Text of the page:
Wednesday, 10 June 2015

The Return Journey

There are some tasks which become easy with practice and persistence, like chopping vegetables, jogging a mile, solving algebraic equations. And there are others which never become easier irrespective of the number of times we do them. The top most on that list is leaving home to go back to your hostel .

Until this summer, I'd never come back home for more than a few days from the hostel due to academic commitments. But this is the first opportunity wherein I got to spend a long vacation here.

If the journeys back to hostel were difficult before this one, it's turned impossible this time.

Do you know that heart-wrenching feeling, when your throat is dry and you want to cry, but you're too 'grown-up' for that, and it's a bad thing because all this wanting to cry stays inside you and makes your chest heavy! And I swear that I'm not exaggerating even a tad.

It's a stupid reason to cry: that you're going to follow your dreams, to grow up and learn things. There's not enough justification for the tears and hence they don't come out.

Consider this: it's winter and you enter the warm shower. Stay there for 2 minutes and it's difficult to exit. You leave the shower, nevertheless, because you have to go to work, college, etc.  Now imagine that you have some time and you decide to indulge yourself to a warm bath. You sit in the tub with lots of foam and a book and maybe some music and relax for a couple of hours, and you suddenly realize that it's time to go somewhere out (in the cold) and you gotta leave the warm comfort behind you. That's how I feel after this long holiday home.

Don't get it wrong, the hostel is not bad. The people are pretty good too. And I give good business to telecoms operators each day. But it's just not the same.

There's no pampering back at hostel. It's just not like home: where I am showered with hugs and kisses all the time, I get fed well before I feel hungry, it becomes my fundamental right to sleep beside Mom each night (leaving Dad to settle somewhere else) , where I am the center of their universe and everything I love to eat is stocked. I am Mom's designated driver, trolley pusher, errands person, kitchen help, shopping assistant. Mom is the guinea pig for my recipes and she cruelly snatches away the cup of tea and hands me a mug of milk, "Tare calcium levu joiye, chai ma na hoi kai nutrients, growing age che!". (You need calcium in this growing age, don't drink tea, it doesn't have any nutritients)  I've to claim that I'm full at two rotis, if I want 4 . She stuffs me with the mangoes I heartily dislike because she likes them. And Papa calls me every evening to ask if I want anything from the market. Every evening.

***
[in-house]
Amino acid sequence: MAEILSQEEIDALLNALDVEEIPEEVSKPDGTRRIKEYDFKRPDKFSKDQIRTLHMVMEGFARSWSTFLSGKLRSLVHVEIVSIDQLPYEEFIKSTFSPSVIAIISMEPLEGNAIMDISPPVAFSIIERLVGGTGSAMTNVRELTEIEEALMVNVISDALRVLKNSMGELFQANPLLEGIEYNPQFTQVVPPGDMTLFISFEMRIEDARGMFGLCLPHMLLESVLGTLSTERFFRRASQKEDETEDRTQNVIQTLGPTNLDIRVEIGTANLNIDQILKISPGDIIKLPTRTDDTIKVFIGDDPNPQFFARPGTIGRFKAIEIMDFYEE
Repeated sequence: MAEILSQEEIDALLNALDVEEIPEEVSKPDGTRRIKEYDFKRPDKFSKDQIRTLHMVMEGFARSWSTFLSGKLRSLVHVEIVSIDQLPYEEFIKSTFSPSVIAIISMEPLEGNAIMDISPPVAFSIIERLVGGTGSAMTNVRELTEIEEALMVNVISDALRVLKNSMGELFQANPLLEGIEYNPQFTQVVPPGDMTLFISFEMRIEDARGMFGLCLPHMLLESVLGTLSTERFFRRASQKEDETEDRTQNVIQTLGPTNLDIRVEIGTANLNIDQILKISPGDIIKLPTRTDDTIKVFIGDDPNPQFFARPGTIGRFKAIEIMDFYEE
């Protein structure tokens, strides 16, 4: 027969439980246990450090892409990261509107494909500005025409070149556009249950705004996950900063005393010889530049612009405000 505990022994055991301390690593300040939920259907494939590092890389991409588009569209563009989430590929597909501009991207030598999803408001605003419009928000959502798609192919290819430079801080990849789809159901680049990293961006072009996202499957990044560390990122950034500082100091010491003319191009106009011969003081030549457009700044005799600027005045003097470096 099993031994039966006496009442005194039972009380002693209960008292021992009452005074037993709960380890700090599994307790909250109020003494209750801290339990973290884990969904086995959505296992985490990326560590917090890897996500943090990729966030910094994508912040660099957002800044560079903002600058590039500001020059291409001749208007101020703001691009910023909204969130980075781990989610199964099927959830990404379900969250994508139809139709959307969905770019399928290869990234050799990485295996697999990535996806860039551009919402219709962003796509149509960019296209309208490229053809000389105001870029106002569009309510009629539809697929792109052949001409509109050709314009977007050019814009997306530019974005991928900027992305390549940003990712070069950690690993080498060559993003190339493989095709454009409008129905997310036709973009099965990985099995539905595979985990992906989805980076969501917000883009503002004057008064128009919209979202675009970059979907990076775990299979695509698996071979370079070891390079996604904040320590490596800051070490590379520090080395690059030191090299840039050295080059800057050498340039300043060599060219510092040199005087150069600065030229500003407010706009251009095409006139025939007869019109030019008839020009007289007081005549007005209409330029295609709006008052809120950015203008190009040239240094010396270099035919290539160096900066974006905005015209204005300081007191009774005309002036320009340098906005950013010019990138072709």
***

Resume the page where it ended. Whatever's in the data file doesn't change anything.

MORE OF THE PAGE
There is no end to the list, and no saturation point to accept and give all the love.

I'll have to pack my bags in a couple of days, but I'm not done yet. I am not done being pampered, I've not yet gone for enough dinners and drives with my Sister and my brother-in-law (check out my previous post), Mom thinks I still haven't piled on enough fats to help me survive at hostel and I still haven't gotten around to making Dad buy himself some new shirts.

As Nazim Ali so aptly states,

"Ek muddat baad mili qed se aazadi.....
Par jab mili aazadi, To pinjre se pyar ho gaya......"